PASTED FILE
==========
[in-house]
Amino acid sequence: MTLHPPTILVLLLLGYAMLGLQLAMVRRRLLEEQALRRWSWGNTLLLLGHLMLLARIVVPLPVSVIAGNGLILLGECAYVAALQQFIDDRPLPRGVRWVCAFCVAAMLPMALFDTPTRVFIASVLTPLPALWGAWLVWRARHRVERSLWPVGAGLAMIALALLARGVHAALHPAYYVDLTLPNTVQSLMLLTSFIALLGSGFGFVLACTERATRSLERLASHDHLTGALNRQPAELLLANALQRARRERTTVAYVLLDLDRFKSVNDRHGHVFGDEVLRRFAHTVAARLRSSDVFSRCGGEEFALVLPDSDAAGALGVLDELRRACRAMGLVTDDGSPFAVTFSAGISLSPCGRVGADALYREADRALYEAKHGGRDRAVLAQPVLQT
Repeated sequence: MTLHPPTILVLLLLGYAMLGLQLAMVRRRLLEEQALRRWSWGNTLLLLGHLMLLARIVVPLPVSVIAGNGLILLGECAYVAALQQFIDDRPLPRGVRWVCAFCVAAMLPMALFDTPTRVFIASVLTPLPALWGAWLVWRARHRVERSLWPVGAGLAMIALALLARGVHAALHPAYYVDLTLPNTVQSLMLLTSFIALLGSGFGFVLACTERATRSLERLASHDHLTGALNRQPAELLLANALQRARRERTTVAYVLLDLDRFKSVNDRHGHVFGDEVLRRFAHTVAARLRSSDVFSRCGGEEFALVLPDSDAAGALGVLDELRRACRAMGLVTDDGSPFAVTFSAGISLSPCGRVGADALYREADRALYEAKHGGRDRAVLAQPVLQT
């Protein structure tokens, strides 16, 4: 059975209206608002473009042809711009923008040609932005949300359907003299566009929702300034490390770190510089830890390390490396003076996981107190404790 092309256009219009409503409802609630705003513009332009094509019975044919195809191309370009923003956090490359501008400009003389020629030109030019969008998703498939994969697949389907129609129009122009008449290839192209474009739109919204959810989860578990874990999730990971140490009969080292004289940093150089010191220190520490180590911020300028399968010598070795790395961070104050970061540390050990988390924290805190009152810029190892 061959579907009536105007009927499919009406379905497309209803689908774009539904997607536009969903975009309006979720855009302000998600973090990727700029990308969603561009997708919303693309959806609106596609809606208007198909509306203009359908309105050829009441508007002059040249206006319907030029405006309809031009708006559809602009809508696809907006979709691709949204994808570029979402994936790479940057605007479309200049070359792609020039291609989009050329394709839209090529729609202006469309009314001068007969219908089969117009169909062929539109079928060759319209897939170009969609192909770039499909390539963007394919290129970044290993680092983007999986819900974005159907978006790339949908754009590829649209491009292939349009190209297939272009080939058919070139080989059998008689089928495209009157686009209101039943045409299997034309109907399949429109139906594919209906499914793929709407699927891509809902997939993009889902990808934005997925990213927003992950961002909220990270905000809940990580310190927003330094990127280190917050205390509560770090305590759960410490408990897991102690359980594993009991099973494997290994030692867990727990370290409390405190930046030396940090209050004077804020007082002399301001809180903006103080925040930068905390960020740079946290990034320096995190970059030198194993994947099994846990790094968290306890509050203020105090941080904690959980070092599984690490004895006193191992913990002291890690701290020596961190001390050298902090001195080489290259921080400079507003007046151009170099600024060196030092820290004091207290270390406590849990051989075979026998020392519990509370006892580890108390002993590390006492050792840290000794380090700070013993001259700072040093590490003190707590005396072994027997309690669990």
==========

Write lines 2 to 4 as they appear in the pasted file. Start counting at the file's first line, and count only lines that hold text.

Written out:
Amino acid sequence: MTLHPPTILVLLLLGYAMLGLQLAMVRRRLLEEQALRRWSWGNTLLLLGHLMLLARIVVPLPVSVIAGNGLILLGECAYVAALQQFIDDRPLPRGVRWVCAFCVAAMLPMALFDTPTRVFIASVLTPLPALWGAWLVWRARHRVERSLWPVGAGLAMIALALLARGVHAALHPAYYVDLTLPNTVQSLMLLTSFIALLGSGFGFVLACTERATRSLERLASHDHLTGALNRQPAELLLANALQRARRERTTVAYVLLDLDRFKSVNDRHGHVFGDEVLRRFAHTVAARLRSSDVFSRCGGEEFALVLPDSDAAGALGVLDELRRACRAMGLVTDDGSPFAVTFSAGISLSPCGRVGADALYREADRALYEAKHGGRDRAVLAQPVLQT
Repeated sequence: MTLHPPTILVLLLLGYAMLGLQLAMVRRRLLEEQALRRWSWGNTLLLLGHLMLLARIVVPLPVSVIAGNGLILLGECAYVAALQQFIDDRPLPRGVRWVCAFCVAAMLPMALFDTPTRVFIASVLTPLPALWGAWLVWRARHRVERSLWPVGAGLAMIALALLARGVHAALHPAYYVDLTLPNTVQSLMLLTSFIALLGSGFGFVLACTERATRSLERLASHDHLTGALNRQPAELLLANALQRARRERTTVAYVLLDLDRFKSVNDRHGHVFGDEVLRRFAHTVAARLRSSDVFSRCGGEEFALVLPDSDAAGALGVLDELRRACRAMGLVTDDGSPFAVTFSAGISLSPCGRVGADALYREADRALYEAKHGGRDRAVLAQPVLQT
């Protein structure tokens, strides 16, 4: 059975209206608002473009042809711009923008040609932005949300359907003299566009929702300034490390770190510089830890390390490396003076996981107190404790 092309256009219009409503409802609630705003513009332009094509019975044919195809191309370009923003956090490359501008400009003389020629030109030019969008998703498939994969697949389907129609129009122009008449290839192209474009739109919204959810989860578990874990999730990971140490009969080292004289940093150089010191220190520490180590911020300028399968010598070795790395961070104050970061540390050990988390924290805190009152810029190892 061959579907009536105007009927499919009406379905497309209803689908774009539904997607536009969903975009309006979720855009302000998600973090990727700029990308969603561009997708919303693309959806609106596609809606208007198909509306203009359908309105050829009441508007002059040249206006319907030029405006309809031009708006559809602009809508696809907006979709691709949204994808570029979402994936790479940057605007479309200049070359792609020039291609989009050329394709839209090529729609202006469309009314001068007969219908089969117009169909062929539109079928060759319209897939170009969609192909770039499909390539963007394919290129970044290993680092983007999986819900974005159907978006790339949908754009590829649209491009292939349009190209297939272009080939058919070139080989059998008689089928495209009157686009209101039943045409299997034309109907399949429109139906594919209906499914793929709407699927891509809902997939993009889902990808934005997925990213927003992950961002909220990270905000809940990580310190927003330094990127280190917050205390509560770090305590759960410490408990897991102690359980594993009991099973494997290994030692867990727990370290409390405190930046030396940090209050004077804020007082002399301001809180903006103080925040930068905390960020740079946290990034320096995190970059030198194993994947099994846990790094968290306890509050203020105090941080904690959980070092599984690490004895006193191992913990002291890690701290020596961190001390050298902090001195080489290259921080400079507003007046151009170099600024060196030092820290004091207290270390406590849990051989075979026998020392519990509370006892580890108390002993590390006492050792840290000794380090700070013993001259700072040093590490003190707590005396072994027997309690669990």